May 1, 2015—Over 96 percent of incumbents were re-elected to Congress last election, but one freshman lawmaker’s challenge to mass surveillance shows that the new blood in the House will be heard.
During hearings of the House Subcommittee on Information Technology, Congressman Ted Lieu (D-CA) refused to swallow the Kool-Aid talking points from Daniel Conley, a district attorney from Boston lobbying for more power to be given to law enforcement. Conley’s concern was that the public, in response to NSA revelations from Ed Snowden, was defensively arming themselves with encryption technology to block unconstitutional government spying.
Conley went so far as to say, “When unaccountable corporate interests place crucial evidence beyond the legitimate reach of our courts, they are in fact placing those who rape, defraud, assault and even kill in a position of profound advantage over victims and society.”
The freshman Lieu wasn’t buying it and wasn’t going to let that go unaddressed. Watch Lieu’s comments here, and read his words below with the important points emboldened by this writer.
“Mr. Conley, I respect your public service. I take great offense at your testimony today. You mentioned that unaccountable corporate interests such as Apple and Google are essentially protecting those who rape, defraud, assault, or kill. I think that’s offensive. It’s a fundamental misunderstanding of the problem.
Why do you think Apple and Google are doing this? It’s because the public is demanding it. People like me, privacy advocates, a public that doesn’t want an out of control surveillance state. It is the public that is asking for this. Apple and Google didn’t do this because they thought they’d make less money. This is a private sector response to government overreach.
Then you make another statement, that somehow these technology companies are not credible because they also collect private data. Well, here’s the difference. Apple and Google don’t have coercive power. District attorneys do, the FBI does, the NSA does, and to me it’s very simple to draw the privacy balance when it comes to law enforcement and privacy. Just follow the damn Constitution.
And because the NSA didn’t do that and other law enforcement agencies didn’t do that, you’re seeing a vast public reaction to this. Because the NSA, your colleagues, have essentially violated 4th Amendment rights of every American citizen for years by seizing all of our phone records, by collecting our internet traffic, that now is spilling over to other aspects of law enforcement and if you want to get this fixed, I suggest you write an essay and the FBI should tell the NSA, ‘Stop violating our rights,’ and then maybe you’d have the public much more on the side of supporting some of what law enforcement is asking for.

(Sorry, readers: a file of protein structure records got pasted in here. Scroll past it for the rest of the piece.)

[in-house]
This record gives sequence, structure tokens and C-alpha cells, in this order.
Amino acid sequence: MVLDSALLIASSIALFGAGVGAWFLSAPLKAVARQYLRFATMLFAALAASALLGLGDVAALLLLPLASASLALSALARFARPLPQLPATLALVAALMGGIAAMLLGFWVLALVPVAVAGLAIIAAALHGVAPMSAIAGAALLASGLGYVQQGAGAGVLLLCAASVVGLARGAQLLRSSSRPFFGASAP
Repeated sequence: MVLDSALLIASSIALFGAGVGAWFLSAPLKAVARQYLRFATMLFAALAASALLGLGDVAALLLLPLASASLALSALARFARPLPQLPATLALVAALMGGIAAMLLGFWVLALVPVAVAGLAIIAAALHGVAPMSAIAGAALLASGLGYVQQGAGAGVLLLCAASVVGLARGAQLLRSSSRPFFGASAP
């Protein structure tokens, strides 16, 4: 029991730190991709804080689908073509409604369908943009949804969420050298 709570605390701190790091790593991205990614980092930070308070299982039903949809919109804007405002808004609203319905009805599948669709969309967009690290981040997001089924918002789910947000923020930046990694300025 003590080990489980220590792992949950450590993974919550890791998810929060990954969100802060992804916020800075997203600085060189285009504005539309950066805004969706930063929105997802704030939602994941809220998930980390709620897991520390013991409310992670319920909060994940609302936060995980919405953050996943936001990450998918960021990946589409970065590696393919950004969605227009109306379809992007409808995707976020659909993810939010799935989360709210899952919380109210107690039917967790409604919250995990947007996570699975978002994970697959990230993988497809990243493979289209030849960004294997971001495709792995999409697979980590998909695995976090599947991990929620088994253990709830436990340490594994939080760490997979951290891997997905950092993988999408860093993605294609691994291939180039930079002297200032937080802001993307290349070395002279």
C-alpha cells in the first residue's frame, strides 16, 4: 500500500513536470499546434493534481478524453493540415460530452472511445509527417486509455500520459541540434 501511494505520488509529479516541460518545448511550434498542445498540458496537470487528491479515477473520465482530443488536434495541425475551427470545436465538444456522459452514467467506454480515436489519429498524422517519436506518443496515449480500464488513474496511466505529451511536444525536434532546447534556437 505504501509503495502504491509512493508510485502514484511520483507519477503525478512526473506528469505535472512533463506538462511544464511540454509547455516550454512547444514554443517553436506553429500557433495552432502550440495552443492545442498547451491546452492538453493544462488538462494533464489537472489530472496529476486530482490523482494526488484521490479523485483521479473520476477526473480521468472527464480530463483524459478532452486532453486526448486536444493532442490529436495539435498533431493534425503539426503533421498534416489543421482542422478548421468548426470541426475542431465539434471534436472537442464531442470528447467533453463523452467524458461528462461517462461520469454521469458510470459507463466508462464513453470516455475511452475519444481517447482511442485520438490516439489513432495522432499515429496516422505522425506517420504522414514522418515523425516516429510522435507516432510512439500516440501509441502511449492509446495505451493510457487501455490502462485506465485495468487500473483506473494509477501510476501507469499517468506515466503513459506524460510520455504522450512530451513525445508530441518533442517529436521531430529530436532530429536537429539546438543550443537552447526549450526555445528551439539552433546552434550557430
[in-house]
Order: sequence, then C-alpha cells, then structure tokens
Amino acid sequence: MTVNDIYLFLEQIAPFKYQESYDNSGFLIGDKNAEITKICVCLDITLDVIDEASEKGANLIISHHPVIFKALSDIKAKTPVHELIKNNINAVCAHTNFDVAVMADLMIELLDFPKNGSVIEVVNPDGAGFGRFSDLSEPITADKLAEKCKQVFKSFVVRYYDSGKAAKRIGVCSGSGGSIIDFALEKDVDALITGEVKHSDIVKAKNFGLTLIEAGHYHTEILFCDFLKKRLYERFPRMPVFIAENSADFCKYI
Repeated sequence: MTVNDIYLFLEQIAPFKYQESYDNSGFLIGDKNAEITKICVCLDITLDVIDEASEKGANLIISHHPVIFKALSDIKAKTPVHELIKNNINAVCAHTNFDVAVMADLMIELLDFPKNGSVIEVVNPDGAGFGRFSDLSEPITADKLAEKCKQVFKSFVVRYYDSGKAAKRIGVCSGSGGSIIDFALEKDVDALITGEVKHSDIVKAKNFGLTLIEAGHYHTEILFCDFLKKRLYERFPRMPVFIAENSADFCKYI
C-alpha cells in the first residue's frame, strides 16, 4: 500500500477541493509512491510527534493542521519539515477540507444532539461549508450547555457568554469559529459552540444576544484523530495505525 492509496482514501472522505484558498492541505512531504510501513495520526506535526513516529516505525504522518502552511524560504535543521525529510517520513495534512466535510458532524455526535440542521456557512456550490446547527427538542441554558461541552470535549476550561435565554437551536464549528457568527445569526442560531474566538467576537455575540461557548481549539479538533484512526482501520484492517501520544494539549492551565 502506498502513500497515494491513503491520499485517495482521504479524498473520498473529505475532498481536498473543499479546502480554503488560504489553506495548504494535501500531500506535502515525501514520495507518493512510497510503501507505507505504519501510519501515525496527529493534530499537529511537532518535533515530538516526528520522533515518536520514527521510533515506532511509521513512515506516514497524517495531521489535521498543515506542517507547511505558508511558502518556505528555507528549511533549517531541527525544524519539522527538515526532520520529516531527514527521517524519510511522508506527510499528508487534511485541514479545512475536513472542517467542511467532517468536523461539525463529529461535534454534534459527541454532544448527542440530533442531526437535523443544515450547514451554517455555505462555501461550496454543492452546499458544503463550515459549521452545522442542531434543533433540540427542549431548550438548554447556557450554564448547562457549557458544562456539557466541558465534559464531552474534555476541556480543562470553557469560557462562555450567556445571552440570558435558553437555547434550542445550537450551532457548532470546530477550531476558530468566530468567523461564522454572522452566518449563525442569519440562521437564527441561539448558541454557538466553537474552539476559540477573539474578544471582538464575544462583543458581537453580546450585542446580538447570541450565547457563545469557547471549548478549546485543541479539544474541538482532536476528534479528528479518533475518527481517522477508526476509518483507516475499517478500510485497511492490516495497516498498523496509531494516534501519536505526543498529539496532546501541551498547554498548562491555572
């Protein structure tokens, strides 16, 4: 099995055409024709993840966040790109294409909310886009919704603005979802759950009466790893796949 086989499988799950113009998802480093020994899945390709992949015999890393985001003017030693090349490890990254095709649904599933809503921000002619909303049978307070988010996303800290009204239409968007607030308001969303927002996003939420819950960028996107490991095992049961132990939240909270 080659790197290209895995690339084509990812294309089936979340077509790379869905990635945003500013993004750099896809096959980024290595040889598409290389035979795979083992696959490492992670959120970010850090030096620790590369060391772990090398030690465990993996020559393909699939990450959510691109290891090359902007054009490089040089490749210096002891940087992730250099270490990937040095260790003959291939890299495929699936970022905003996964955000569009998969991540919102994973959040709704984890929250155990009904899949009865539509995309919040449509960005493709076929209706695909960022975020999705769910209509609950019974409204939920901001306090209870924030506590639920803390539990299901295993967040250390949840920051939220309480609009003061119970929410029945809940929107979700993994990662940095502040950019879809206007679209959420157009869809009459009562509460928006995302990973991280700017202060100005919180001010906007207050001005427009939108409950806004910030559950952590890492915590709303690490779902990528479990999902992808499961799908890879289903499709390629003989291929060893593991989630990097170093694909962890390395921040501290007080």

And then let me just conclude by saying I do agree with law enforcement that we live in a dangerous world. And that’s why our founders put in the Constitution of the United States, that’s why they put in the 4th Amendment, ’cause they understand that an Orwellian overreaching federal government is one of the most dangerous things this world can have. I yield back.”
This is not Congressman Ted Lieu’s first foray into pushing back against unconstitutional mass surveillance. As a state senator in California, Lieu, a Democrat, joined forces with State Senator Joel Anderson, a Republican, to write and pass the California Fourth Amendment Protection Act. Governor Jerry Brown signed the legislation into law, which says the state will not cooperate with or use its resources to support federal requests to strengthen its mass surveillance.
Do you think Ted Lieu is the new champion for privacy on Capitol Hill? Share your thoughts in the comments.
This article is hosted, designed, and promoted with the assistance of readers like you. Give a gift to keep VoicesofLiberty moving the message of liberty forward.